While there are many things that my teaching partner, Paula, and I have grown to love about our classroom this year, we’ve noticed one particular problem that we’ve been trying to work around for a while now: collaborating face-to-face, but from a distance. For kindergarten students, especially at the beginning of the year, it’s not surprising to see them only wanting to create artwork, write stories, and make items to bring home with them. Children of this age are very “me-centred,” and while they love talking about what they’ve done and showing it to others in the classroom, they also want everything just for them. Over the past five years, Paula and I have often tried to begin collaborative projects early on, and with limited success. As soon as kids find out that this artwork is not going home with them, the interest wanes. By this point in the year though, most students have started to contribute to a collaborative piece or two, and they start to feel the joy that comes from making something for someone else. For being part of something that’s bigger than just us. This year though, with the understandably numerous COVID restrictions, even starting these projects has been a challenge. When children need to be at least a metre apart with their own materials, how do you work on something together?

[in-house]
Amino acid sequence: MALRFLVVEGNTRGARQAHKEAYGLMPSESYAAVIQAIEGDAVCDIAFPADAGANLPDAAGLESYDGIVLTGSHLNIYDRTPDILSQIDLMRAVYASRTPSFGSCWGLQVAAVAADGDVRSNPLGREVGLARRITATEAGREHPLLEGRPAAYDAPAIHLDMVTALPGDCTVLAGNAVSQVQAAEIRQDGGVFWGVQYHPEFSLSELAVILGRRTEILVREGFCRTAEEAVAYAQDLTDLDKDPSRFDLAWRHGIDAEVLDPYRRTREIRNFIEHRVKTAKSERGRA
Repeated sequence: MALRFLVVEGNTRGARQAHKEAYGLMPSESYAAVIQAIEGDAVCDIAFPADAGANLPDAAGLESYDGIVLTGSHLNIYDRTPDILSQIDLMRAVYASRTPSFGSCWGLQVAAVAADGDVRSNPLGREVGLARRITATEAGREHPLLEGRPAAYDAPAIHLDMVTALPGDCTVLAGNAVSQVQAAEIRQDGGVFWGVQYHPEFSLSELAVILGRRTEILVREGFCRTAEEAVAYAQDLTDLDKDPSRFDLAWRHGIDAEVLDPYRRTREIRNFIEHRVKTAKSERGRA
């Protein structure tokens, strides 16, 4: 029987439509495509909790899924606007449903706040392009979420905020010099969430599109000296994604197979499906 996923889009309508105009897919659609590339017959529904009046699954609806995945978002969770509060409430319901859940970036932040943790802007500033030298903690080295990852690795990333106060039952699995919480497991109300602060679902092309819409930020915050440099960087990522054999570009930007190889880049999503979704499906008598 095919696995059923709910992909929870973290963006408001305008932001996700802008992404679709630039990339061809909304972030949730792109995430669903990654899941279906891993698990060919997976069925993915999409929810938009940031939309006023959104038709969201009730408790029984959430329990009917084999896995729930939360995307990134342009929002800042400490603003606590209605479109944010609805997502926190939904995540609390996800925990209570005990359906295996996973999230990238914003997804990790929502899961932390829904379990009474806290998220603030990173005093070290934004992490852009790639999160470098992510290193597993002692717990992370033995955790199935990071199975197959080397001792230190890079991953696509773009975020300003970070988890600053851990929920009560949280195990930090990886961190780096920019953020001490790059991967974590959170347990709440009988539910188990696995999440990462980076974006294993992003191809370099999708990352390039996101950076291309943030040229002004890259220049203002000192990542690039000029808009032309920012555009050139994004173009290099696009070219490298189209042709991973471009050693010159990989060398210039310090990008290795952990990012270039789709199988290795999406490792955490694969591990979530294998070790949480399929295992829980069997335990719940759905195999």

I know that leveraging technology would be an obvious answer, but we actually don’t have a lot of tech in our classroom, and considering the age of our kids, we’re not looking to get more. Even if we did have multiple devices in the classroom, with most of our students still learning to read, there would be limited options for collaboration online. There’s also the issue of feedback with some video conferencing tools. We could get full classes to connect with other full classes using a tool such as MS Teams, but we want to be responsive to individual students and individual needs. We didn’t do a lot of full group instruction and collaboration even pre-COVID, so why would we start now? While we realize that in-person collaboration is limited at best, we wondered if there was a way to create something together, but with individual supplies. This is when our Tree of Life Project was born.